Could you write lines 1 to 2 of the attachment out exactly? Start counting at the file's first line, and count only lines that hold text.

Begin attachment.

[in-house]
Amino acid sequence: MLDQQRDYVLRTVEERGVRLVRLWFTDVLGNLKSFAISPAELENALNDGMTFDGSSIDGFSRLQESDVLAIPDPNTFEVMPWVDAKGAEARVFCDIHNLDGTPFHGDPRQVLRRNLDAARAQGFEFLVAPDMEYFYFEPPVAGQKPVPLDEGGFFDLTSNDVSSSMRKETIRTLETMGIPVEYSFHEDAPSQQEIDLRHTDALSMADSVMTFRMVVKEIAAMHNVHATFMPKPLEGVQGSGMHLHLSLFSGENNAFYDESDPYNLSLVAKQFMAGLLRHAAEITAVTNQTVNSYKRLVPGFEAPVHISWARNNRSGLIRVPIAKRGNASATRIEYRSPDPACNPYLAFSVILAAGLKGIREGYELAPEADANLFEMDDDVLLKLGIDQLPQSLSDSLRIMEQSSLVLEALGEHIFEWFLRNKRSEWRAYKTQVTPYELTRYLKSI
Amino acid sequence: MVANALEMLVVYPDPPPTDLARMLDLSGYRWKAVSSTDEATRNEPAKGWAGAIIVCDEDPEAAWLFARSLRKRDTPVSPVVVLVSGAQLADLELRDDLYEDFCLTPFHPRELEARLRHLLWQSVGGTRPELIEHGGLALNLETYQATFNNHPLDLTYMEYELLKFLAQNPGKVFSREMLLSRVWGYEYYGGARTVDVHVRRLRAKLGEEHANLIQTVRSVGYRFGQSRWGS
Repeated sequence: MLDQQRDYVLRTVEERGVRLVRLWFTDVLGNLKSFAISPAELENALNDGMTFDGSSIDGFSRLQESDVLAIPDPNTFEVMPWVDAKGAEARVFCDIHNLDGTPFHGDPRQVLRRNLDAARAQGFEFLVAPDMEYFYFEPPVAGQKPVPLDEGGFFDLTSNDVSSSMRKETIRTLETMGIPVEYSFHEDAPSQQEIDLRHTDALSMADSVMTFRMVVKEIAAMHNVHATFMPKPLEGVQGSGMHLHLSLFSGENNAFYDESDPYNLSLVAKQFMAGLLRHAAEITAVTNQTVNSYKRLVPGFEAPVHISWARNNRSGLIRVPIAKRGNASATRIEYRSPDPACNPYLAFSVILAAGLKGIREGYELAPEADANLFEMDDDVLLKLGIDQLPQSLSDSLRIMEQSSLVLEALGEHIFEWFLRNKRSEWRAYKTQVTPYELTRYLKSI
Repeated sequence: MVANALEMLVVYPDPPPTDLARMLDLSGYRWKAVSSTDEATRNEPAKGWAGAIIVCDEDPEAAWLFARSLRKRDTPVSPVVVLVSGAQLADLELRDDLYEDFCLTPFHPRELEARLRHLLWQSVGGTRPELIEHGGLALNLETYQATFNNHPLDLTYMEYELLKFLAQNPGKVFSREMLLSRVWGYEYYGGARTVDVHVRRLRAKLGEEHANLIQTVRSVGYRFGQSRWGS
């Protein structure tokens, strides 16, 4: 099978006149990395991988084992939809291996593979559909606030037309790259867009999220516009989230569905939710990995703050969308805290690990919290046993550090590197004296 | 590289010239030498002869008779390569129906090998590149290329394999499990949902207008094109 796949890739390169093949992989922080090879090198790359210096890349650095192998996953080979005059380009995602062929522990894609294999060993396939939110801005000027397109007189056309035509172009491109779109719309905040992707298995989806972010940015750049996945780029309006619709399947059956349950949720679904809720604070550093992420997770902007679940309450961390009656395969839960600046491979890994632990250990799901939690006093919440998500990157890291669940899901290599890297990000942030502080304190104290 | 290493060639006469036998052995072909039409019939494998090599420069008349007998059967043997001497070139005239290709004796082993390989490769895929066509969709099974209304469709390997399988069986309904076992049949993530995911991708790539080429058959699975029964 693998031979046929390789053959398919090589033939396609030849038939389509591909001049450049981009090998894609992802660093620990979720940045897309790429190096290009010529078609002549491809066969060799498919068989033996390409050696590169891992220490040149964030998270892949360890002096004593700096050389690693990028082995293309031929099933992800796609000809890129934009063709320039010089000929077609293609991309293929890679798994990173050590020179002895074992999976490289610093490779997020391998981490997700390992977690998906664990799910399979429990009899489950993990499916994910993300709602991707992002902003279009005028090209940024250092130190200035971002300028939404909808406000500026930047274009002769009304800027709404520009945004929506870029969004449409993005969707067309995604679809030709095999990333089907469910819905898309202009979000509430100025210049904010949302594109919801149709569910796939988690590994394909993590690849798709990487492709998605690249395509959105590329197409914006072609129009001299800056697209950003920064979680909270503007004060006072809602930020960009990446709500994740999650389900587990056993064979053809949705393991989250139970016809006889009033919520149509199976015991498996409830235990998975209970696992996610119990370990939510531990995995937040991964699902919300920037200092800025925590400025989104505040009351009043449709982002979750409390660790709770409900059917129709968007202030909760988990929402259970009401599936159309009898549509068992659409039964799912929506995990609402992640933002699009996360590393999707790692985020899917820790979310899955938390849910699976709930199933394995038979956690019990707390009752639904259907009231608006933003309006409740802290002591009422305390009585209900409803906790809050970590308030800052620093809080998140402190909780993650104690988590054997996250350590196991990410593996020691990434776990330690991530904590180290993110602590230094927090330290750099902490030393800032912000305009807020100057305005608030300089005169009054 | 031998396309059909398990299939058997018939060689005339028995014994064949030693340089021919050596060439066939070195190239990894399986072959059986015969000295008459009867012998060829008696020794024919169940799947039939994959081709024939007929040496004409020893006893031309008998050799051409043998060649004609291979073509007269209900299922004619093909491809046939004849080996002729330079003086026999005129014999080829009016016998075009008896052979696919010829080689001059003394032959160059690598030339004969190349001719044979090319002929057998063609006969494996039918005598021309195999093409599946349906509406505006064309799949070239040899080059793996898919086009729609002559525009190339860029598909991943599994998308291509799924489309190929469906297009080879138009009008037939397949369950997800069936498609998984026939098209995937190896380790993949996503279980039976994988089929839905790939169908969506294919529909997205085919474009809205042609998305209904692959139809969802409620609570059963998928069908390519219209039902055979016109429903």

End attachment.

[in-house]
Amino acid sequence: MLDQQRDYVLRTVEERGVRLVRLWFTDVLGNLKSFAISPAELENALNDGMTFDGSSIDGFSRLQESDVLAIPDPNTFEVMPWVDAKGAEARVFCDIHNLDGTPFHGDPRQVLRRNLDAARAQGFEFLVAPDMEYFYFEPPVAGQKPVPLDEGGFFDLTSNDVSSSMRKETIRTLETMGIPVEYSFHEDAPSQQEIDLRHTDALSMADSVMTFRMVVKEIAAMHNVHATFMPKPLEGVQGSGMHLHLSLFSGENNAFYDESDPYNLSLVAKQFMAGLLRHAAEITAVTNQTVNSYKRLVPGFEAPVHISWARNNRSGLIRVPIAKRGNASATRIEYRSPDPACNPYLAFSVILAAGLKGIREGYELAPEADANLFEMDDDVLLKLGIDQLPQSLSDSLRIMEQSSLVLEALGEHIFEWFLRNKRSEWRAYKTQVTPYELTRYLKSI